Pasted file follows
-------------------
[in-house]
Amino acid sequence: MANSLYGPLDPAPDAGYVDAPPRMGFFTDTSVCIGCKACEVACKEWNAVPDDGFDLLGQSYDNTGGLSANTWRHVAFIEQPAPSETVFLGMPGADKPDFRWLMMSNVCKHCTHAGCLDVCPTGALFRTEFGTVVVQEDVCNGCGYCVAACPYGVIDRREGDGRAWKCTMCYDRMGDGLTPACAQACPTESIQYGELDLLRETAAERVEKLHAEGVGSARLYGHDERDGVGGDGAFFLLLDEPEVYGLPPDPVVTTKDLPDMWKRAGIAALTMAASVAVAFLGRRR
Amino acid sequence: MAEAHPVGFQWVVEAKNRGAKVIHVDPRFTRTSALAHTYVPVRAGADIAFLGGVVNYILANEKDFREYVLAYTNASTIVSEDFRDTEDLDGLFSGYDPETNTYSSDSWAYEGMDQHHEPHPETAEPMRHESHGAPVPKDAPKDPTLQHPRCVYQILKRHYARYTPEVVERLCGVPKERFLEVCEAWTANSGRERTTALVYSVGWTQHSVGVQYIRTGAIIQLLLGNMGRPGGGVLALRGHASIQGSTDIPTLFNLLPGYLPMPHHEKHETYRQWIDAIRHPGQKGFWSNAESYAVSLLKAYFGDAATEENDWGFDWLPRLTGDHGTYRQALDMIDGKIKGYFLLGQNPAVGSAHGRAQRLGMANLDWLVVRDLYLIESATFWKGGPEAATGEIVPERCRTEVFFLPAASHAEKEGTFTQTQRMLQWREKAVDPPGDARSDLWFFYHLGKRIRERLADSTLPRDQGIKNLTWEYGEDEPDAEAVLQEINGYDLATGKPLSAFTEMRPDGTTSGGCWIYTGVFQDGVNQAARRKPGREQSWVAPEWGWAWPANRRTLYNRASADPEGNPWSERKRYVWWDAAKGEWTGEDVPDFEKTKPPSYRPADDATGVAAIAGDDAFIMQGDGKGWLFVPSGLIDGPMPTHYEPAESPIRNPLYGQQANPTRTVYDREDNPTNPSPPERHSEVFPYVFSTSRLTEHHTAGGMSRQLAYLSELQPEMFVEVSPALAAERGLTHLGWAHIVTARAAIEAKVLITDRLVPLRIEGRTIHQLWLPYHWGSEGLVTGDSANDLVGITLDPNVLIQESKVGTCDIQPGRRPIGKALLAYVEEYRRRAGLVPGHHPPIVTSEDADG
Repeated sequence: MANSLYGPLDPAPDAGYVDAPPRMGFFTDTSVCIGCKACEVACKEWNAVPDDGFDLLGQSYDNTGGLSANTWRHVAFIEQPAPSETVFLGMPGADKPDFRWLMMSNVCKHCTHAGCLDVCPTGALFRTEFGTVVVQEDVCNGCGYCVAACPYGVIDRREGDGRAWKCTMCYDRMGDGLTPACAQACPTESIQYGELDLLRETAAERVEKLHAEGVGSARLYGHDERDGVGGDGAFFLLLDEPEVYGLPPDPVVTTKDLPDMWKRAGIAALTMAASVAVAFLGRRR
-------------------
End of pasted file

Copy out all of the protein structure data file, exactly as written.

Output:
[in-house]
Amino acid sequence: MANSLYGPLDPAPDAGYVDAPPRMGFFTDTSVCIGCKACEVACKEWNAVPDDGFDLLGQSYDNTGGLSANTWRHVAFIEQPAPSETVFLGMPGADKPDFRWLMMSNVCKHCTHAGCLDVCPTGALFRTEFGTVVVQEDVCNGCGYCVAACPYGVIDRREGDGRAWKCTMCYDRMGDGLTPACAQACPTESIQYGELDLLRETAAERVEKLHAEGVGSARLYGHDERDGVGGDGAFFLLLDEPEVYGLPPDPVVTTKDLPDMWKRAGIAALTMAASVAVAFLGRRR
Amino acid sequence: MAEAHPVGFQWVVEAKNRGAKVIHVDPRFTRTSALAHTYVPVRAGADIAFLGGVVNYILANEKDFREYVLAYTNASTIVSEDFRDTEDLDGLFSGYDPETNTYSSDSWAYEGMDQHHEPHPETAEPMRHESHGAPVPKDAPKDPTLQHPRCVYQILKRHYARYTPEVVERLCGVPKERFLEVCEAWTANSGRERTTALVYSVGWTQHSVGVQYIRTGAIIQLLLGNMGRPGGGVLALRGHASIQGSTDIPTLFNLLPGYLPMPHHEKHETYRQWIDAIRHPGQKGFWSNAESYAVSLLKAYFGDAATEENDWGFDWLPRLTGDHGTYRQALDMIDGKIKGYFLLGQNPAVGSAHGRAQRLGMANLDWLVVRDLYLIESATFWKGGPEAATGEIVPERCRTEVFFLPAASHAEKEGTFTQTQRMLQWREKAVDPPGDARSDLWFFYHLGKRIRERLADSTLPRDQGIKNLTWEYGEDEPDAEAVLQEINGYDLATGKPLSAFTEMRPDGTTSGGCWIYTGVFQDGVNQAARRKPGREQSWVAPEWGWAWPANRRTLYNRASADPEGNPWSERKRYVWWDAAKGEWTGEDVPDFEKTKPPSYRPADDATGVAAIAGDDAFIMQGDGKGWLFVPSGLIDGPMPTHYEPAESPIRNPLYGQQANPTRTVYDREDNPTNPSPPERHSEVFPYVFSTSRLTEHHTAGGMSRQLAYLSELQPEMFVEVSPALAAERGLTHLGWAHIVTARAAIEAKVLITDRLVPLRIEGRTIHQLWLPYHWGSEGLVTGDSANDLVGITLDPNVLIQESKVGTCDIQPGRRPIGKALLAYVEEYRRRAGLVPGHHPPIVTSEDADG
Repeated sequence: MANSLYGPLDPAPDAGYVDAPPRMGFFTDTSVCIGCKACEVACKEWNAVPDDGFDLLGQSYDNTGGLSANTWRHVAFIEQPAPSETVFLGMPGADKPDFRWLMMSNVCKHCTHAGCLDVCPTGALFRTEFGTVVVQEDVCNGCGYCVAACPYGVIDRREGDGRAWKCTMCYDRMGDGLTPACAQACPTESIQYGELDLLRETAAERVEKLHAEGVGSARLYGHDERDGVGGDGAFFLLLDEPEVYGLPPDPVVTTKDLPDMWKRAGIAALTMAASVAVAFLGRRR